of our real bit of country. Young trees symmet- |

rical in shape will suggest the woods, with huge branches put here and there to heighten the effect. One can do so much with apparently so little; and trees can be braced in boxes, with low seats in front to hide the underpinning; stout wire, almost invisible, will serve to strengthen the support, and can be fastened to nails in the wall; green chintz makes an admirable background, effectually concealing light walls and wood-work that should not show behind the trees. And now I will tell you, as the queen of this gypsy camp told me, somé of the lessons the old crone taught her. Reaching almost, if not quite, from the base of the finièrs to the wrist are lines that form the letter M, distinct and clear, in most cases placed diagónally across the palm. The first line in the letter, forming its long sweep, conmences between the forefinger and thumb, is called the line of life, and is considered the most important of all. Hength of days and “good di.

gestion wait” upon it, if long, well-defined, and a

warm clear red in color. One can guess—it is not necessary to be too explicit—at events which have happened by the horizontal lines proceeding

from this main one toward the ball, or mount, of

the thumb. In early life they appear near its beginning, while those further down indicate later events; the best of fortune may be safely predicted to the patron when little branches shoot upward toward the fingers from the life line, but woe betide the man in which they point downward |

From the base of the forefinger to the mount of the little one reaches the line of the heart; in warm, affectionate natures its course is bold and clear, while coquettish ones betray themselves by the net-work of finer ones that compose it. Good luck surely comes to those with the line of the heart forked at its beginning, one branch passing straight over the mount of the first finger.

Commencing near the line of life, but coming across the palm to a point nearly opposite the thumb, is the line of the head, and it should be an uninterrupted one its whole length. If uneven and fringy, it shows a treacherous memory; if pronged, and one inclines upward, there will be a sad ending to some affair of the heart, while a branch passing to the forefinger always brings good luck.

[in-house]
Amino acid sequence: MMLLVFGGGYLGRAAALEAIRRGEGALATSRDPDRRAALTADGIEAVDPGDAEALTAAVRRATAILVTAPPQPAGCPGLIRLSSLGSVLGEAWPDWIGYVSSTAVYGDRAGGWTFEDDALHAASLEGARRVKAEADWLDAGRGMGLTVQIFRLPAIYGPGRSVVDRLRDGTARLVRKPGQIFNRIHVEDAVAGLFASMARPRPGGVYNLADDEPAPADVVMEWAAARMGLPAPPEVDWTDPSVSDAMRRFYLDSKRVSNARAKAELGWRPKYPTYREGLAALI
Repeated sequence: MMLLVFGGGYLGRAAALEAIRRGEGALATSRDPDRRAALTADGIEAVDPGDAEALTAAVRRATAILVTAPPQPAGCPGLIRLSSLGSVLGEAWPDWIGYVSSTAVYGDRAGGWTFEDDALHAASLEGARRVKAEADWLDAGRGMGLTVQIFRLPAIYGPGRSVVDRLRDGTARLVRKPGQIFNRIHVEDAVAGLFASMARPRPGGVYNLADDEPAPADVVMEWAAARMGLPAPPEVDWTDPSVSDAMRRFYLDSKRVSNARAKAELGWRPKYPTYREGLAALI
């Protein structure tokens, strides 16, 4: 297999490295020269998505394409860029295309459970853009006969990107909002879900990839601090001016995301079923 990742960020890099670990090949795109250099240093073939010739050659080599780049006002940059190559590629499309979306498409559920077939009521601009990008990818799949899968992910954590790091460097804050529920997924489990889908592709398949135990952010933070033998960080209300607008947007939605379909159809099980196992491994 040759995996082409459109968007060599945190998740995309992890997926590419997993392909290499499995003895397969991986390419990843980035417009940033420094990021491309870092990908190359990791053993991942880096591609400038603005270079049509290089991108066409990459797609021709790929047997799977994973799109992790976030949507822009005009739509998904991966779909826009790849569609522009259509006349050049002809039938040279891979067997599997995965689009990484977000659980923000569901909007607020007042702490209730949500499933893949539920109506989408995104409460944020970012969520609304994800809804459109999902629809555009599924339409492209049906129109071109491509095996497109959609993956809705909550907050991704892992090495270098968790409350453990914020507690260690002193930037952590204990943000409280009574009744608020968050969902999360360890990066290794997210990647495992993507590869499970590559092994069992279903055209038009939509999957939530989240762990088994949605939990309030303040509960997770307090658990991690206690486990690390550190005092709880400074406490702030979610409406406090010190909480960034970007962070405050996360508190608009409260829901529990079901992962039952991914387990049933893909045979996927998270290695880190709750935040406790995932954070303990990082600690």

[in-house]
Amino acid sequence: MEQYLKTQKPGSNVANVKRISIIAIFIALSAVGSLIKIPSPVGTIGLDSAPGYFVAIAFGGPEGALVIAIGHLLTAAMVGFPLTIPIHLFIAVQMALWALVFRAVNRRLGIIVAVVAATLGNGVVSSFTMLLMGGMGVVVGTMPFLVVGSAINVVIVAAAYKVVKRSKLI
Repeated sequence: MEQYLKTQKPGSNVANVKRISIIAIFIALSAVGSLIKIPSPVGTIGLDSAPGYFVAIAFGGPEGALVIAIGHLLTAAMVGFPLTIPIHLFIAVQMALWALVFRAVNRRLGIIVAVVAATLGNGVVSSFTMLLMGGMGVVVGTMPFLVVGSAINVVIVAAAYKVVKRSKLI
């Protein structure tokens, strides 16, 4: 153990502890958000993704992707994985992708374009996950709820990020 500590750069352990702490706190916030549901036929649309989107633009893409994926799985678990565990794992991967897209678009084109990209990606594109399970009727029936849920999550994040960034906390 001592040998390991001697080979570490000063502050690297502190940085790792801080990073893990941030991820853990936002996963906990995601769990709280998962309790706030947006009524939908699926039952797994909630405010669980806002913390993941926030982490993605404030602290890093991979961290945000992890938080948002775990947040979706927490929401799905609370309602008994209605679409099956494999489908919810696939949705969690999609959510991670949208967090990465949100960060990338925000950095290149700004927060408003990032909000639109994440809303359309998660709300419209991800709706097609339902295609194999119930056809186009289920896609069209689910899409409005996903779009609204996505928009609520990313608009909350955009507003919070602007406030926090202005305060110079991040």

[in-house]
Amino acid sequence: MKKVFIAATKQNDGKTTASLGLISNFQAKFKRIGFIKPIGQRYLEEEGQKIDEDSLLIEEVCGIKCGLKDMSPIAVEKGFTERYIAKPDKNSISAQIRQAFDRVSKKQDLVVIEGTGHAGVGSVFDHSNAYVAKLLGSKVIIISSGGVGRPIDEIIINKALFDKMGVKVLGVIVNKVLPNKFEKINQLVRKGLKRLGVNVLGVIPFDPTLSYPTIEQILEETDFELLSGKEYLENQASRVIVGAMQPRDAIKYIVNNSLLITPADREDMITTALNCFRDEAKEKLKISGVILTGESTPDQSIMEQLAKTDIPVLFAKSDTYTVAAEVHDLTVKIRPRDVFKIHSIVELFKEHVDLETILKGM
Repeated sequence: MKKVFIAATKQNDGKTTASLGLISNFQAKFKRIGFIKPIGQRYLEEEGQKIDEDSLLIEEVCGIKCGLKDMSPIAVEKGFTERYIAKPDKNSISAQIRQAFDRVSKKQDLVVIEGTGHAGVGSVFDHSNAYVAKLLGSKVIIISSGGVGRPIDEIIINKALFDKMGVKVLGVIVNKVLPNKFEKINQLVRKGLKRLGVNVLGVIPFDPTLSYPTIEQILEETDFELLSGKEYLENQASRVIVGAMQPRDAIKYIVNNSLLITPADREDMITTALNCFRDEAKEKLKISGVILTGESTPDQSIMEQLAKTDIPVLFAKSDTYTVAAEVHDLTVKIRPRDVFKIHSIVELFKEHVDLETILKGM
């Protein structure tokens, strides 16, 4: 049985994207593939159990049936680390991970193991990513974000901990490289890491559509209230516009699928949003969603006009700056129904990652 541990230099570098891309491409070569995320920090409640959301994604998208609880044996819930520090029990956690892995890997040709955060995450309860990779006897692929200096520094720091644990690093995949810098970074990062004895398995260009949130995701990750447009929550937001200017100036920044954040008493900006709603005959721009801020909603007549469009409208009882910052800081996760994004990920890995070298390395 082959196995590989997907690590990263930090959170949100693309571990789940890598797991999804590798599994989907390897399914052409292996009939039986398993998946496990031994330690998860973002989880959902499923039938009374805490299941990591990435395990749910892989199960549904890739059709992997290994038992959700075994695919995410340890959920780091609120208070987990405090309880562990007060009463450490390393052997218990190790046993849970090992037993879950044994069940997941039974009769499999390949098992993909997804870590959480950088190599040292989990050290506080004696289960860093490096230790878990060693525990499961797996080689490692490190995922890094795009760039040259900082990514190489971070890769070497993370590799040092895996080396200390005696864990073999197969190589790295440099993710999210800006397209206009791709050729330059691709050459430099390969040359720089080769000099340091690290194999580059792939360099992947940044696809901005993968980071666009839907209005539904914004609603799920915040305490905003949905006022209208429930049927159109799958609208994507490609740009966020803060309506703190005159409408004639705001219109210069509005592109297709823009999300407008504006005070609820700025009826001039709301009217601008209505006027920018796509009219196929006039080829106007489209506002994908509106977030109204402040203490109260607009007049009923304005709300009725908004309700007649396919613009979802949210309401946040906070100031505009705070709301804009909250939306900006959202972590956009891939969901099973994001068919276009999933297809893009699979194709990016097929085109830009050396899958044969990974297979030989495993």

Up and down the whole length of the hand runs the line of one's fortune; have it start from the wrist, by all means, as that brings the best in the train of the fickle goddess. Should it be crossed near the upper part by fine lines, it is perfectly safe to hint at slight misfortunes coming later in life. Good fortune through another, not by any act of ours, comes when this line commences near the outside of the hand and opposite the middle of the thumb pad, and it is always from the opposite sex. Some hands show a square, others spots, while another may contain a star. The first gives a promise of protection; the second beware of, for it hints at trouble or illness; while the third is a sure indication of events over which we have no power at all.

THE BALLAID OF THE COLORS, BY THOMAS DUNN ENGLISH.

GENTLEMAN of courtly air, Of old Virginia he; A damsel from New Jersey State, Of matchless beauty she ; They met as fierce antagonists— The reason why, they say, Her eyes were of the Federal blue, And his, Confederate gray.

They entered on a fierce campaign,
And when the fight began,
It seemed as though the strategy
Had no determinate plan. -
Each watched the other's movements well
While standing there at bay—
One struggling for the Federal blue,
One for Confederate gray.

We all looked on with anxious eyes
To see their forces move,
And none could tell which combatant
At last would victor prove.
They marched and countermarched with skill,
Avoiding well the fray;
Here, lines were seen of Federal blue,
And there, Confederate gray.

At last he moved his force in mass,
And sent her summons there
That she should straight capitulate
Upon conditions fair.
“As you march forth the flags may fly,
The drums and bugles play;
But yield those eyes of Federal blue
To the Confederate gray.”

“You are the foe,” she answer sent,
“To maidens such as I;